American Politics, Identity and Baybayin

I don’t usually go to political events but I went to a rally for Fil-ams to confirm if my idea to use baybayin as a cultural identifier for businesses would also be applicable to politicians. After having pancit, fried chicken and a Carona, I spoke to some people in the audience, community organizers and a couple politicians. These politicians obviously want the support of the Filipino American community and specifically new young voters. The problem is how to identify as a Filipino without alienating others. It’s not a good idea I guess politically to say “Ryan Santos: Filipino” on a sign. People vote for people that they fell can trust to address their issues. Someone that speaks their language, literally and figuratively.

Below is the website of David Chiu. He uses a writing system specifically to identify him as Chinese and at the same time communicate to his target market.

In contrast, here’s the website below for Rob Bonta who’s Filipino.  The problem with Filipinos is that we are chameleons. We can look like virtually any race. Our last names can mistake us for Latin, Chinese, “American” or a handfull of others.

Fil-Am candidates should use Baybayin on their marketing materials to identify as Filipino. It does not have to communicate like David Chiu does because the reality is that the majority of Filipinos cannot read Baybayin (yet). However, the segment that Fil-Am politicians want to reach (young), do recognize it. Who will be the 1st Fil-Am politician to utilize Baybayin? Contact me and I’ll help you out.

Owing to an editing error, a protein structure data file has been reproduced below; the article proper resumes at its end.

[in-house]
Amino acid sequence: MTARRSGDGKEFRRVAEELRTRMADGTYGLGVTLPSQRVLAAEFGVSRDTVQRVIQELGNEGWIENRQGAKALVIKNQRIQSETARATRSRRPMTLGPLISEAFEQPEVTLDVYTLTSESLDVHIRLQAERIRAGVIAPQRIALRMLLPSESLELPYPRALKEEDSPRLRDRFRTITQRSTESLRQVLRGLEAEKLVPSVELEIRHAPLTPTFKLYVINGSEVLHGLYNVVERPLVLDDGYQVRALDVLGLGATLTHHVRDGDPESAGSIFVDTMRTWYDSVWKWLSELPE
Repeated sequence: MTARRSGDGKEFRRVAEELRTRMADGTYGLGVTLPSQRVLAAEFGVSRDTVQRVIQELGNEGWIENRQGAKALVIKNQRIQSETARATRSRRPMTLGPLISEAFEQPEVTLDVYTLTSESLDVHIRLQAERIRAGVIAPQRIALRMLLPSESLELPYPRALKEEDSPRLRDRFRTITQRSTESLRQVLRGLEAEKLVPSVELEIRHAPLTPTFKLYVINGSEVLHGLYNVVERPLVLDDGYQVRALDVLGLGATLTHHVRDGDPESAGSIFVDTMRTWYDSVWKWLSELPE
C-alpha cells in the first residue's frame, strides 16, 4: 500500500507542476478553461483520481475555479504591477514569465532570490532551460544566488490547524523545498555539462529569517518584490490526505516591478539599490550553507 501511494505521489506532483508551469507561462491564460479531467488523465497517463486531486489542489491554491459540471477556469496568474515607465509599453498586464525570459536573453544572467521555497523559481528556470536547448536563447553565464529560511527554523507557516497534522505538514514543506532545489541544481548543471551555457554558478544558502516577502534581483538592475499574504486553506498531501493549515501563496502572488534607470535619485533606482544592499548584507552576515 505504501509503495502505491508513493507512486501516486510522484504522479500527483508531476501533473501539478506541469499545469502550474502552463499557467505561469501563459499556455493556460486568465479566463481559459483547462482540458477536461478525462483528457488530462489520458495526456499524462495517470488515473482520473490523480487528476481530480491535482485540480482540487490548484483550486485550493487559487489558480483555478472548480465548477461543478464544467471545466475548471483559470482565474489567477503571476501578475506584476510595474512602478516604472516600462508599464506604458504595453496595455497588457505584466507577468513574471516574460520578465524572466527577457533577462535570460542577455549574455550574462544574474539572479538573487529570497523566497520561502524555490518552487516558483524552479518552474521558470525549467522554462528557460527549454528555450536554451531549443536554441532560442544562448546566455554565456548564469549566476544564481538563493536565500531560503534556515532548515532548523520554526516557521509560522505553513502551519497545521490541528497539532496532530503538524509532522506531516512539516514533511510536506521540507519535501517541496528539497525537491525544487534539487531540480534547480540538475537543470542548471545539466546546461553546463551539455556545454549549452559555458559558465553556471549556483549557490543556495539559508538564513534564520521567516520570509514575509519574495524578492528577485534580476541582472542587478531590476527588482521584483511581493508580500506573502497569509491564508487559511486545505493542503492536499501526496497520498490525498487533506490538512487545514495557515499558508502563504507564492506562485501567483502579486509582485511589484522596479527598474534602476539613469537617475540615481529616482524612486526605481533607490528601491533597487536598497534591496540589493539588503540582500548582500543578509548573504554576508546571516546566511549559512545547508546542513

2 thoughts on “American Politics, Identity and Baybayin

  1. I don’t think Filipinos can look like any race. That’s a wrong and ignorant assumption in my opinion. The vast majority of Filipinos look like their typical South East Asian neighbors. I never saw a Filipino that looked White or Black unless they happened to be mixed. Most of the time, Filipino either look southeast Asian or some other Asian nationality.

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